This blog post is part of a series:


In this post, we continue our series on the visualization of data in Clickhouse[1][2] by exploring Metabase as a popular tool for less technical business users.


Metabase offers a simpler experience for those less comfortable with writing SQL. Queries can be constructed by simply dragging and dropping fields - a feature likely to appeal to business users. Focusing on fast data exploration, the breadth of visuals and customizability is less than previous tools we’ve demonstrated, with the benefit of a cleaner and simpler interface and workflow.

Downloading the Metabase jar offers the simplest getting-started experience. This requires you to have a Java Runtime Environment (JRE) installed on your system. Ensure you download the ClickHouse driver (jar file), placing this in a “/plugins” subdirectory. Starting Metabase is then trivial:

java -jar metabase.jar

The app can take a few minutes to start. The console should redirect you to http://localhost:3000 once Metabase is ready.

Select ClickHouse as your database during setup and assign a name to the data source. Note the usage of the HTTP port.


Metabase offers an exploration feature useful for obtaining a quick overview of a particular dataset. The overview statistics such as field cardinality and value changes over time. Below we explore the forex dataset, from an earlier post, to obtain an overview of the main base and quote columns.


Users of Metabase create analytics that can be based on either traditional SQL queries or a “question”. Questions are built with a guided query builder where the user selects a database, table, filter, and summarization field. The summarization can also be split into groups - effectively using a GROUP BY. This intuitive approach allows users to build simple visualizations quickly.

Below we use the question feature to view the average price for the EUR currency pairs USD, AUD, CAD, CHF, GPB, and NZD from our forex dataset. Note we assume the bid price represents the average price of the currency pair.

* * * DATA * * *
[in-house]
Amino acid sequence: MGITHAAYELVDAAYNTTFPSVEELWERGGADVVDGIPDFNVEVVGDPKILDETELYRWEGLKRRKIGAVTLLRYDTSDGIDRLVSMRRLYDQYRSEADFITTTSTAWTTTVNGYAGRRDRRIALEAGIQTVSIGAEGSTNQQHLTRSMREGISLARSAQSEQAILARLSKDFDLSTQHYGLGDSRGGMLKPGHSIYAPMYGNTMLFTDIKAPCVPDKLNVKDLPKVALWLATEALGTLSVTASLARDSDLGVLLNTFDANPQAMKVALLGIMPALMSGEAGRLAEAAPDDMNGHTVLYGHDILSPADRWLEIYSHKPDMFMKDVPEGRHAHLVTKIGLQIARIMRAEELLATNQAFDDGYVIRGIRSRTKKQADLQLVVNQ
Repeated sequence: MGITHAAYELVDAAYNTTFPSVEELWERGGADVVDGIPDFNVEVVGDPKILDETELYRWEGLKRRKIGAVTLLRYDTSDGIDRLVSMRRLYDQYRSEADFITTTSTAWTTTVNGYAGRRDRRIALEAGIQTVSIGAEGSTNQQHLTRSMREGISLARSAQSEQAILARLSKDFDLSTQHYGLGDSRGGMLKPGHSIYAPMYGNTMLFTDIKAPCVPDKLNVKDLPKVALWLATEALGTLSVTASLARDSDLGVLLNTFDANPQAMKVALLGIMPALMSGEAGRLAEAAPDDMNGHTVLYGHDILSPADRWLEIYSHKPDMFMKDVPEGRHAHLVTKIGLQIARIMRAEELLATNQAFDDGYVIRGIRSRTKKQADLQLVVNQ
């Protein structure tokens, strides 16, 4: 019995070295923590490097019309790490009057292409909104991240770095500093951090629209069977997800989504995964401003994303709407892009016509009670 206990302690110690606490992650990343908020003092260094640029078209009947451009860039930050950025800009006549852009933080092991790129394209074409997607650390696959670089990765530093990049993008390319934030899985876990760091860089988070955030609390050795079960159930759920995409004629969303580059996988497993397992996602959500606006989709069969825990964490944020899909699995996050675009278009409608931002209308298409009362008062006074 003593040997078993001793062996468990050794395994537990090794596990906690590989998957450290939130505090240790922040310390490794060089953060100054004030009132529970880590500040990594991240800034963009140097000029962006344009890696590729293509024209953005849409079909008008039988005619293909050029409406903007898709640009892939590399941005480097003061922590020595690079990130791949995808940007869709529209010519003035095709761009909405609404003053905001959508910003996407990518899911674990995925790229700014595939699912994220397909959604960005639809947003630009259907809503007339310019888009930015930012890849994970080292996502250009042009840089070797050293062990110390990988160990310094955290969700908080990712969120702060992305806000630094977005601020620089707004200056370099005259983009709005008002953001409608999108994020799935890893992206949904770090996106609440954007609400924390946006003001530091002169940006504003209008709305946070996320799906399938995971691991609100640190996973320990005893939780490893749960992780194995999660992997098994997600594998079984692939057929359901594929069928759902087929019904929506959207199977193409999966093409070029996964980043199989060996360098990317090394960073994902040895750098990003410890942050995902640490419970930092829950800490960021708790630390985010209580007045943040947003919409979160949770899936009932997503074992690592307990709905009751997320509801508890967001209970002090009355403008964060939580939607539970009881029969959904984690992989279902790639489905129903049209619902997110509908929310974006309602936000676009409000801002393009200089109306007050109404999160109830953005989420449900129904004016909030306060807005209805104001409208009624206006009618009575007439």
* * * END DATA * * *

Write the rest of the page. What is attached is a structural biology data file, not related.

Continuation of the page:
This “question” approach is particularly suited to most simple visualization requirements. For more complex visualizations, Metabase offers a SQL editor. The user simply has to ensure results are returned in a structure appropriate to visualize - similar to the Grafana approach. With no client-side transformation logic, all manipulation is deferred to the query itself. With an extensive range of analytical functions, this suits ClickHouse and is typically encouraged even for the largest datasets.

Below we demonstrate using this SQL editor to show the world’s coldest countries, according to our NOAA dataset, overlaid on a regional map.


SELECT code, min(tempMin) / 10 AS min_temp FROM blogs.noaa WHERE date > '1970-01-01' GROUP BY substring(station_id, 1, 2) AS code LIMIT 1000

As well as region maps, Metabase includes a Grid map. While currently quite simple, this can be useful for plotting points where the color intensity is determined by a metric. We use this capability to plot weather events in the United States where the wind gust speed was greater than 100 kph or approx. 30 MPS (our units of wind gust speed are tenths of meters per second), and significant volumes of rain were involved over the period of a week, i.e., more than 2cm of rain on average per day. We restrict this to the period of July to October, which loosely describes the conditions and time of year for hurricanes. We finally plot the top 2 highest events per year with respect to wind speed and filter out events of high elevation (>500m) - as bad weather tends to be a common occurrence on mountain peaks! Note the use of the function geohashEncode to capture significant events over a wide area, rather than potentially single anomalous stations, as well as the dictGet function to restrict our analysis to the United States.


As expected, we capture hurricanes impacting the east coast - including Katrina in 2005.

SELECT week, toYear(week) AS year, lat, lon, avg_precipitation, max_wind_speed * 10 FROM ( SELECT geoHash, week, geohashDecode(geoHash) AS lonlat, lonlat.1 AS lon, lonlat.2 AS lat, max(maxWindSpeed) AS max_wind_speed, avg(precipitation)/10 AS avg_precipitation FROM blogs.noaa WHERE (dictGet(blogs.country_polygons, 'name', location) IN ('United States of America')) AND (elevation < 500) AND toMonth(date) BETWEEN 6 AND 10 GROUP BY geohashEncode(location.1, location.2, 4) AS geoHash, toStartOfWeek(date) AS week HAVING max_wind_speed > 300 AND avg_precipitation > 20 ORDER BY max_wind_speed DESC ) ORDER BY year ASC, max_wind_speed DESC LIMIT 2 BY year

The waterfall visualization conveys similar information to the Grafana candlestick shown in our earlier post - a popular technique for forex datasets. Below we reuse a query from our earlier forex post to plot the GBP/EUR currency pair change - using a window function over the daily close price. As shown, Metabase also preserves the notion of dashboards to collate multiple visualizations.